The Pentagon has bought into the cloud computing concept and is in the process of consolidating its servers and networks to adapt to it. Moving the military onto the cloud makes sense to Defense Department leaders for two reasons: cost and agility.
Generals claim the transition to the cloud will provide a needed third capability, security. Cyber analysts, however, are not completely sold.
The Defense Department unveiled its Cloud Computing Strategy in July with its plans to move the military "from the current state of a duplicative, cumbersome, and costly set of application silos to an end state which is an agile, secure, and cost effective service environment that can rapidly respond to changing mission needs," according to the strategy document.
In basic terms, the Pentagon's current computer system has dedicated hardware and servers for every computer system. Under the new system, or the cloud, contractors will deliver software that is installed on the cloud or infrastructure service provider (ISP) where it runs on processing power in a consolidated data center.
Ian Malloy is the CEO for Malloy Labs. He is working to stand up cyber security operations in order to combat cyber threats such as Flame, Stuxnet, and Gauss. Mallow understands why the Pentagon is hoping to save money by moving to the Cloud, but he worries the Pentagon is setting itself up for a catastrophic failure from a cyber attack.
"The cloud infrastructure is virtually leaving little to protect full loss of data should the proper attack be performed," Malloy said.
He worries that computer engineers have not had enough time to explore the cloud concept and the potential vulnerabilities before transferring the Defense Department's massive infrastructure onto it.
"Though they espouse advancements in cloud security funding to initialize and begin the process of transferring operationally sensitive systems to a new realm they forget how young and insecure the cloud is," Malloy said.
Outages seen with Amazon Web Service's Public Cloud has made other cyber security analysts leery of the potential risks of moving large agencies onto the Cloud.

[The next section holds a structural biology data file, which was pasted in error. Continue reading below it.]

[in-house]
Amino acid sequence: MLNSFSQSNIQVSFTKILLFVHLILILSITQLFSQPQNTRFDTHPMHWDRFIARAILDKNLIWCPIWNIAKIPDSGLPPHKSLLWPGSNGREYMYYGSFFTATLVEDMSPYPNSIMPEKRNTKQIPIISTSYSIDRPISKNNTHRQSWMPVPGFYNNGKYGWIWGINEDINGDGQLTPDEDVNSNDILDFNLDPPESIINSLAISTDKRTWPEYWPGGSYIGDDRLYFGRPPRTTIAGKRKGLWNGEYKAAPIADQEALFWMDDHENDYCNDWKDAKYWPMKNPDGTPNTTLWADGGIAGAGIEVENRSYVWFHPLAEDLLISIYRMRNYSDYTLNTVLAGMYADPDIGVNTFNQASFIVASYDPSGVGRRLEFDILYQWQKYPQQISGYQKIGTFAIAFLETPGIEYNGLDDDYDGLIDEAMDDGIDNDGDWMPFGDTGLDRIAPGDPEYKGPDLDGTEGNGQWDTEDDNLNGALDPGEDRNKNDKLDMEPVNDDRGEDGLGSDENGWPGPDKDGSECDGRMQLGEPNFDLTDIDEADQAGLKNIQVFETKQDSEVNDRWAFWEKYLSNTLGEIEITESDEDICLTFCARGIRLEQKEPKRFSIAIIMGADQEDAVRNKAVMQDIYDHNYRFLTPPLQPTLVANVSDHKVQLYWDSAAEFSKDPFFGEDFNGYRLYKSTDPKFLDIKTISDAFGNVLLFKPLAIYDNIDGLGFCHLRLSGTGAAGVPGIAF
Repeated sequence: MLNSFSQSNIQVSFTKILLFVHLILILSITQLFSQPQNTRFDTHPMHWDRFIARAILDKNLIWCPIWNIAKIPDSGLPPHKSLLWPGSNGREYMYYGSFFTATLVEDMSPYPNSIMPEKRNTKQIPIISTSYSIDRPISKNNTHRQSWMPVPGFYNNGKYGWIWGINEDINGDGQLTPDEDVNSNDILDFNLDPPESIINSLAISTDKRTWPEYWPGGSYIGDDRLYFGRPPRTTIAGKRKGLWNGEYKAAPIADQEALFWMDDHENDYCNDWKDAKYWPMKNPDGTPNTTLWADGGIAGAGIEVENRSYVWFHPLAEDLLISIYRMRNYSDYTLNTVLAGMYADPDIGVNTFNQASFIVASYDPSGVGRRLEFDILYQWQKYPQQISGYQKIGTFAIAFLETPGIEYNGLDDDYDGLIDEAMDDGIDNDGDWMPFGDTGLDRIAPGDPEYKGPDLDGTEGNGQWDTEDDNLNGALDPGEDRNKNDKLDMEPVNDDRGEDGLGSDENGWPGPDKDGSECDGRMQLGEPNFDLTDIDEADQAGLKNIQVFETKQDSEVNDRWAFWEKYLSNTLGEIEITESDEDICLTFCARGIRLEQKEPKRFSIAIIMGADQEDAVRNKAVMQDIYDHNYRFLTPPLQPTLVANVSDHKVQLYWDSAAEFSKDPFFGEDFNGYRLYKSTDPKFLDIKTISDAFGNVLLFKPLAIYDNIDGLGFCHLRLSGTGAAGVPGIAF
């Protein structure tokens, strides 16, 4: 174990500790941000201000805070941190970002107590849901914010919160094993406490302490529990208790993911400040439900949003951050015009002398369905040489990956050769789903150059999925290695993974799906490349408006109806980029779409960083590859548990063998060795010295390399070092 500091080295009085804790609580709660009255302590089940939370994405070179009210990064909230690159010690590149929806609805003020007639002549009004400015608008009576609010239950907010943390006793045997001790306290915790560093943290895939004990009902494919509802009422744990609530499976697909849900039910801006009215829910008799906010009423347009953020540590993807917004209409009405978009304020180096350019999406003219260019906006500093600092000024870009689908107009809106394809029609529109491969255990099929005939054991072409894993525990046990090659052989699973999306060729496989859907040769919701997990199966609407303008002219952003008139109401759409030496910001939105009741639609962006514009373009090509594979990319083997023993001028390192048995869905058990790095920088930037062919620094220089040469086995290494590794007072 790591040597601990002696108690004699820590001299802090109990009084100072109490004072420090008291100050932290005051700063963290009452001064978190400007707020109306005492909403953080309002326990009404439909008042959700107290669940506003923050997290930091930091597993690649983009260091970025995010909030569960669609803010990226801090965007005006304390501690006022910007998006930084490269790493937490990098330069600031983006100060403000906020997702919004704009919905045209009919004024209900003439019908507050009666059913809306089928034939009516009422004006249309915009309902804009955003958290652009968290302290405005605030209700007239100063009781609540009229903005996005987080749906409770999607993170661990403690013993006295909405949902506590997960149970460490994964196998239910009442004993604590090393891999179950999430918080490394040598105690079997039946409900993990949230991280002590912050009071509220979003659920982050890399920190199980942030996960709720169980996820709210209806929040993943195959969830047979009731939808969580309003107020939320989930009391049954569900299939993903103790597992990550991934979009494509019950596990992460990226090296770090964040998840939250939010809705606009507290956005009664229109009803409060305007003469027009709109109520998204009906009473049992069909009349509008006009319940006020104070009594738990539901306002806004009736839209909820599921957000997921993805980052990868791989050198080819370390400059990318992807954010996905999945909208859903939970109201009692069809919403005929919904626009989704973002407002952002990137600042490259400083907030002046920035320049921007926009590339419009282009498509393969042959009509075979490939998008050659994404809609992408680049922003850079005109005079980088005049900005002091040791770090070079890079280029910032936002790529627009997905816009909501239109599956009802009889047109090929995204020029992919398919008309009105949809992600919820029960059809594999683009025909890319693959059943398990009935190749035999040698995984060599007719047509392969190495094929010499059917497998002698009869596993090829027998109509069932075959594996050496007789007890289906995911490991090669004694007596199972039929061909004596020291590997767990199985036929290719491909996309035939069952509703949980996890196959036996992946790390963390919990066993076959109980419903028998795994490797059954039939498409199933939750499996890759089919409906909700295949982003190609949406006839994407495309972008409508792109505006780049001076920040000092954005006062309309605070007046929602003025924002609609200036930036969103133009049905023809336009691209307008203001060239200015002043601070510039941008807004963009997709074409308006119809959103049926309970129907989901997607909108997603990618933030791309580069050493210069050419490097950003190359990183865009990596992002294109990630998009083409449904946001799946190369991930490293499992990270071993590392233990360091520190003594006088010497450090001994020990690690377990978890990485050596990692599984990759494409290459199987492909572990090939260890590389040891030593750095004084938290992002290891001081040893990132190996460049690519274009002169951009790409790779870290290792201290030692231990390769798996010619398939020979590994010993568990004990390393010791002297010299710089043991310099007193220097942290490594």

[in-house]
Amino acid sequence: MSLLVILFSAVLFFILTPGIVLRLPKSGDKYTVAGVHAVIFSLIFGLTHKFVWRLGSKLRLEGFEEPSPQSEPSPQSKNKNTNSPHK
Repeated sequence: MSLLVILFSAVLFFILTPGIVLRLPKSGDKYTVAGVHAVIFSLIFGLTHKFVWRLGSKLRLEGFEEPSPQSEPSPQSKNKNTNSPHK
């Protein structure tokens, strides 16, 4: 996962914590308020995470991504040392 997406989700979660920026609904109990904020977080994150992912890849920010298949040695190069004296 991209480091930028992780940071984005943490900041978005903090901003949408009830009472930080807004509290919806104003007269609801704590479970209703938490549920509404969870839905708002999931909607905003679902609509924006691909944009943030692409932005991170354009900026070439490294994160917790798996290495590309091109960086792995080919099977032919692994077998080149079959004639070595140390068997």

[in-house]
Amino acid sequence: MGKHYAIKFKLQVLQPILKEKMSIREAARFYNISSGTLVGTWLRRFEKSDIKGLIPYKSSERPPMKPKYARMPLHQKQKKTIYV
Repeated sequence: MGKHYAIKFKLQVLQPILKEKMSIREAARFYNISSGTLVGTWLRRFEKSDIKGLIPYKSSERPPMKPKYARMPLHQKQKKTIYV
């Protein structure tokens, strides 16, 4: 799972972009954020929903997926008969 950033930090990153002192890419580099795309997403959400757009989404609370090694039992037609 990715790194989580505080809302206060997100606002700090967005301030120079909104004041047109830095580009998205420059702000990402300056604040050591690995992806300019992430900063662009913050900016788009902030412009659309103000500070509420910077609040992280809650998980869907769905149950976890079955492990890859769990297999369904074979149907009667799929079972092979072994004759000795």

Kevin Williams works on the B-1 program for Boeing on systems engineering integration. He worries the cloud will not allow for enough redundancy and leave the Defense Department exposed by putting "too many eggs into one basket." The Pentagon must be sure to diversify their cloud computing sources, he said.
"Most cloud providers will offer different types of redundancy within their architecture as optional features," he said. "However, this redundancy is still contained within a single system – never put all of your eggs in the same basket. By diversifying your cloud computing sources, you reduce your exposure to a catastrophic cascading failure from a single cloud provider."
Protecting infrastructure from cascading failure requires the additional investment in "automatic failover." This is an expensive addition, but it's a necessary one the Pentagon will have to make, Williams said. That investment could bite into the expected savings the military anticipates.
The Defense Department's Cloud Computing Strategy states the military has planned this transition to make its networks more efficient as technology and computing becomes more complex. As the amount of networks and computing power grows, Williams is concerned the cloud could work against itself by shrinking bandwidth for some users.
U.S. military networks are spread out across the world. By consolidating the number of servers, there is the risk that too many users would be stuck on a limited number of high capacity trunk lines flowing into data centers in fewer parts of the world.
"If you have enough users, this could potentially create higher latencies and lower bandwidth speeds which can negatively impact some applications," Williams said.
Both Williams and Malloy suggested the Pentagon is underestimating the costs associated with transitioning to a cloud computing strategy.
"Relying on creating a "secure" cloud environment as the new DoD funding initiative calls for requires too great of spending on securing the system, without even factoring in transition costs," Malloy said.
The Pentagon can't afford not to make those security investments with the U.S. military and government under constant cyber attacks, analysts said. A transition to the cloud computing concept could pose significant advantages for the military's future, but Williams and Malloy have plenty of doubts the transition will occur safely.